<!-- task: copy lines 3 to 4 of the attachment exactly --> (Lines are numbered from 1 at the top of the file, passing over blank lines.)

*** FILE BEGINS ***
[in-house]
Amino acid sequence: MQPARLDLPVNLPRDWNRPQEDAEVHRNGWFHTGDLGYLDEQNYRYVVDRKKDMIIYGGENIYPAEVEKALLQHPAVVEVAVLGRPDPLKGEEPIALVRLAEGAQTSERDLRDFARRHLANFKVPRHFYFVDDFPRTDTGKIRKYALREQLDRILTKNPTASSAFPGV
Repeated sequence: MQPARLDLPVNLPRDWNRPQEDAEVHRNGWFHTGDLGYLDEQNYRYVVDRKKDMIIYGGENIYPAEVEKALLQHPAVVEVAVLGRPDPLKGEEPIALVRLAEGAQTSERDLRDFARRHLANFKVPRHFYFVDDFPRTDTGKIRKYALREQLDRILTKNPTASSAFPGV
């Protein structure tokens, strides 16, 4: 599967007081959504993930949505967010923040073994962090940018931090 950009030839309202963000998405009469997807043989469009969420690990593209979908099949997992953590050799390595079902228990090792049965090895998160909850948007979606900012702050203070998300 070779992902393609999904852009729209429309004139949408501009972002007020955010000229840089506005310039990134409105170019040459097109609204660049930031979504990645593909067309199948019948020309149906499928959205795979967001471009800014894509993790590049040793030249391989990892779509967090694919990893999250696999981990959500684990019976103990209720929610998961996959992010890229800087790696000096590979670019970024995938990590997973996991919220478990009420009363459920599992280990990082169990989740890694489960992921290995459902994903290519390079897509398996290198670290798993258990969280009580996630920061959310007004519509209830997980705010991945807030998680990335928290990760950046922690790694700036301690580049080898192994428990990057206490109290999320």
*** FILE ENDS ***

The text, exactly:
Repeated sequence: MQPARLDLPVNLPRDWNRPQEDAEVHRNGWFHTGDLGYLDEQNYRYVVDRKKDMIIYGGENIYPAEVEKALLQHPAVVEVAVLGRPDPLKGEEPIALVRLAEGAQTSERDLRDFARRHLANFKVPRHFYFVDDFPRTDTGKIRKYALREQLDRILTKNPTASSAFPGV
């Protein structure tokens, strides 16, 4: 599967007081959504993930949505967010923040073994962090940018931090 950009030839309202963000998405009469997807043989469009969420690990593209979908099949997992953590050799390595079902228990090792049965090895998160909850948007979606900012702050203070998300 070779992902393609999904852009729209429309004139949408501009972002007020955010000229840089506005310039990134409105170019040459097109609204660049930031979504990645593909067309199948019948020309149906499928959205795979967001471009800014894509993790590049040793030249391989990892779509967090694919990893999250696999981990959500684990019976103990209720929610998961996959992010890229800087790696000096590979670019970024995938990590997973996991919220478990009420009363459920599992280990990082169990989740890694489960992921290995459902994903290519390079897509398996290198670290798993258990969280009580996630920061959310007004519509209830997980705010991945807030998680990335928290990760950046922690790694700036301690580049080898192994428990990057206490109290999320």